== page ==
Women's awareness, perceptions and attitudes of menopause and their dietary intakes in managing menopausal symptoms: a case of Maragua town, Kenya
Wairegi, Susan Wambui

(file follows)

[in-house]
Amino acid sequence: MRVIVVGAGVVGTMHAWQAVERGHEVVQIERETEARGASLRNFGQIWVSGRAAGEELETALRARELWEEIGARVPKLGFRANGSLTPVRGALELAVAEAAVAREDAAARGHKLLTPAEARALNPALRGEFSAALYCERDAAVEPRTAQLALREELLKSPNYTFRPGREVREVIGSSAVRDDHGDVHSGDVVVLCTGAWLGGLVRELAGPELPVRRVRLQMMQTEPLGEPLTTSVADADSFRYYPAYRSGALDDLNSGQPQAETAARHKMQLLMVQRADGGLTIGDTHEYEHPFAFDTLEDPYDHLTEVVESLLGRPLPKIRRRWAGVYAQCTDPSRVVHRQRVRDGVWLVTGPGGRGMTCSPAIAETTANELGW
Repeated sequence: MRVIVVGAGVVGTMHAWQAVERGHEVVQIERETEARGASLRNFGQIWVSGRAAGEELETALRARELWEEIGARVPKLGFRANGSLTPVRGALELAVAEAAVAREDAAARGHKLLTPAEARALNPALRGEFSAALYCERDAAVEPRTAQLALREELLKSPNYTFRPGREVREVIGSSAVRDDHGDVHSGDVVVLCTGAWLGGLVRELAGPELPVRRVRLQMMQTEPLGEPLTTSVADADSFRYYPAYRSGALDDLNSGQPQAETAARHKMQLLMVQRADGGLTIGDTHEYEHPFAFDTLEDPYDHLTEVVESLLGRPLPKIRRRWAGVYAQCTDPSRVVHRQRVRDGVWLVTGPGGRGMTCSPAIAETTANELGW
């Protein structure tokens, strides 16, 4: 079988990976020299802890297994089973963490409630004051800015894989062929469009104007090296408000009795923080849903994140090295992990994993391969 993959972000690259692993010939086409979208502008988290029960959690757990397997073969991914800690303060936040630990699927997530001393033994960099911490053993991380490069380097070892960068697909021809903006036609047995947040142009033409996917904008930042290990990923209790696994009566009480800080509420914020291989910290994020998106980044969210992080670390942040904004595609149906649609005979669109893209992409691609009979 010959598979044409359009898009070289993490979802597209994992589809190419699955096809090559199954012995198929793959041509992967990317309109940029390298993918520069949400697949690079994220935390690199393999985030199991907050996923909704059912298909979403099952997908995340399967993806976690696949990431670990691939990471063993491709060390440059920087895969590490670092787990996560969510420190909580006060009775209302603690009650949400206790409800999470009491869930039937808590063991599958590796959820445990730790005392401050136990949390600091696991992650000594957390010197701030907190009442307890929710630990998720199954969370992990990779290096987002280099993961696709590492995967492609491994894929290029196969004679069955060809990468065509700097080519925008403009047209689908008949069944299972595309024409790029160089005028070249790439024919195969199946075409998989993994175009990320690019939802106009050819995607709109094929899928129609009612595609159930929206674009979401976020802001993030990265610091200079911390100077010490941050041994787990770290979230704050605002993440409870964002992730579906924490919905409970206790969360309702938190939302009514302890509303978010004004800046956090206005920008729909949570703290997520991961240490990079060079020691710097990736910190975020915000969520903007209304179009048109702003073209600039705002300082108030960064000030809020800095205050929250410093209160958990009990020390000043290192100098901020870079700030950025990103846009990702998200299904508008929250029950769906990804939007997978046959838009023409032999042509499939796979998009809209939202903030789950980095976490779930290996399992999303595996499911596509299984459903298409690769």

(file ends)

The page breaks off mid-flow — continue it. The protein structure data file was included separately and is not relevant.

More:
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Menopause manifests itself through hot flashes, insomnia, night sweats and loss of libido among other symptoms. Recent researches have established that with the use of Hormone Replacement Therapy, there is an increased risk for hormone related cancers. Diet is now seen as one of the primary and safest methods of managing menopausal problems. The significant problem was women's lack of factual information about menopause and the role nutrition can play in managing menopause symptoms. The purpose was to establish women's awareness perceptions and attitudes to menopause and their dietary intakes in managing menopausal symptoms. A cross-sectional descriptive survey approach was used where a multi-stage sampling technique was employed to purposively sample 121 menopausal women of between 40 and 59 years, living and working in Maragua Town, Kenya. Instruments used to facilitate data collection were interview schedules, Likert scales and focus groups. Quantitative data were analyzed using the Scientific Package for Social Sciences (SPSS). Pearson Product Movement Correlation (R) technique was used to establish the relationships between nutritional knowledge for menopause with hot fluish and between consumption of kilocalories and selected nutrients with presence of symptoms associated with menopause. Spearman Rho correlations technique was used to establishe the relationships between levels of nutrition knowledge for menopause with frequency of foods rich in isoflavones in the diets. Regression analysis was used to establish the probability of a symptom associated with menopause being explained by the change in the total intakes of kilocalories and the selected nutrients and nutritional substances. Qualitative data were transcribed, grouped into categories, themes developed and presented in textual form. It was found that menopause was a culturally welcomed and accepted phenomenon. Menopausal symptoms were prevalent but not well-understood. Though women's diets were of plant origin, they were inadequate in isoflavones, kilocalories, dietary fiber, vitamin A, magnesium and calcium in reference to the World Health Organisation's Recommended Dietary Allowances. This led to the observation that less intake of kilocalories, isoflavones and selected nutrients were accompanied by presence of symptoms associated with menopause. There was no significant relationship between nutritional knowledge for menopause and consumption of foods rich in isoflavones, kilocalories and selected nutrients nutrients. It was concluded that culture greatly influenced women's perceptiond and attitudes of menopause. Types and quantities of nutrients consumed by women at menopause had significant infuence on presence of menopausal symptoms. Therefore, there should be increased counseling and sensitization for both women and men and up-to-date information about menopause made readily available to women. Nutritional education programme on menopause should be undertaken to bring about change in dietary intakes. The Ministry of Education should be sensitized to incorporate nutrition knowledge for menopause into school's curriculum and in adult education programmes. The findings will benefit the policy makers, nutritionists, educationists, menopausal women and the whole population in general.